Cisco Support Community
cancel
Showing results for 
Search instead for 
Did you mean: 
Announcements
Webcast-Catalyst9k
New Member

How switches detect different mstp regions

Hi community,

It is said that a switch detects if  its neighbor switches belong to the same mstp region by comparing its parameter with the neighbor ones.

"An MSTP switch can also detect that a port is at the boundary of a region when it receives a legacy BPDU, an MST BPDU (version 3) associated with a different region, or an RST BPDU (version 2)."

I haven't had chance to test but I wonder if 2 switches have the same mstp configuration (mstp revision, name, hello time, max hops, number of instances...), except VLAN mapping to instance (for example only different in one VLAN), do they consider themselves to belong to 2 different regions?

Thanks and regards,

Hieu

Everyone's tags (1)
1 ACCEPTED SOLUTION

Accepted Solutions
Cisco Employee

How switches detect different mstp regions

Hello Hieu,

I haven't had chance to test but I wonder  if 2 switches have the same mstp configuration (mstp revision, name,  hello time, max hops, number of instances...), except VLAN mapping to  instance (for example only different in one VLAN), do they consider  themselves to belong to 2 different regions?

Yes, absolutely, they consider themselves to be in different regions. The VLAN-to-instance mapping is not carried in MST BPDUs, but instead, an MD5-hash is computed over this VLAN-to-instance mapping table, and this hash is carried in MST BPDUs. If these mapping tables differ just in a single mapping, the MD5 hash values will differ as well, and so the MST-speaking switches will understand they are running in different regions.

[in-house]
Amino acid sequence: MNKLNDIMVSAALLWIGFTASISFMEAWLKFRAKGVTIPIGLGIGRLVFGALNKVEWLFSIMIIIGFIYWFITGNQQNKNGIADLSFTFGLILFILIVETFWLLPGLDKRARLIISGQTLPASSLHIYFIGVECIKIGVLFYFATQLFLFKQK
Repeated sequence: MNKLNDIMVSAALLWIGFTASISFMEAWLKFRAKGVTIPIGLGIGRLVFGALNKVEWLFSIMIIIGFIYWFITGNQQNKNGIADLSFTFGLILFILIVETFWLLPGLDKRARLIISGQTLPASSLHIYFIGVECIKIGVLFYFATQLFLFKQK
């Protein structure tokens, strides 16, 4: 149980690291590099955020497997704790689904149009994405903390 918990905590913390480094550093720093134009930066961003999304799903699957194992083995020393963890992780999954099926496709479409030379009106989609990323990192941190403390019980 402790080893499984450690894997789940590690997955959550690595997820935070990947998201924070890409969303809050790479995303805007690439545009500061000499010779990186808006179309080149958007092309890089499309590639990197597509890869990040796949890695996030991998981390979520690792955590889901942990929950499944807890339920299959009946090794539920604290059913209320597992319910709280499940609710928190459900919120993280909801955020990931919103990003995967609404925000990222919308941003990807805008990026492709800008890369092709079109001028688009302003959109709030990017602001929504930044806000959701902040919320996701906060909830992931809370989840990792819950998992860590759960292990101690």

Best regards,

Peter

3 REPLIES
Cisco Employee

How switches detect different mstp regions

Hello Hieu,

I haven't had chance to test but I wonder  if 2 switches have the same mstp configuration (mstp revision, name,  hello time, max hops, number of instances...), except VLAN mapping to  instance (for example only different in one VLAN), do they consider  themselves to belong to 2 different regions?

Yes, absolutely, they consider themselves to be in different regions. The VLAN-to-instance mapping is not carried in MST BPDUs, but instead, an MD5-hash is computed over this VLAN-to-instance mapping table, and this hash is carried in MST BPDUs. If these mapping tables differ just in a single mapping, the MD5 hash values will differ as well, and so the MST-speaking switches will understand they are running in different regions.

Best regards,

Peter

New Member

How switches detect different mstp regions

Thank Peter.

It is very useful information. Highly appreciate your comment

Br,

Hieu

Cisco Employee

Re: How switches detect different mstp regions

Hello Hieu,

It has been a pleasure.

I forgot to mention that if you actually want to see the MD5 digest that is computed from the VLAN-to-instance mapping table, use the following command:

show span mst config digest

On older IOSes, the digest keyword is hidden but nevertheless supported. This command will produce something like:

SW-Dist1#show span mst config digest

Name      [GVOZA]

Revision  1     Instances configured 2

Digest          0xFFD44ED23C057194BC88E858AD0BB32D

Pre-std Digest  0xBD3B76CBB8941D9B51D30DBA3CD5F445

SW-Dist1#

There are usually two digests displayed, one is computed according to an incomplete MSTP specification that Cisco implemented before the specification was finalized (the "Pre-std"), the other is computed according to the current MSTP standard. If only a single hash value is displayed then the switch implements only the older pre-standard MSTP. Using this hash value, you can quickly compare if the two switches are using the same VLAN-to-instance mapping.

Best regards,

Peter

472
Views
0
Helpful
3
Replies
CreatePlease to create content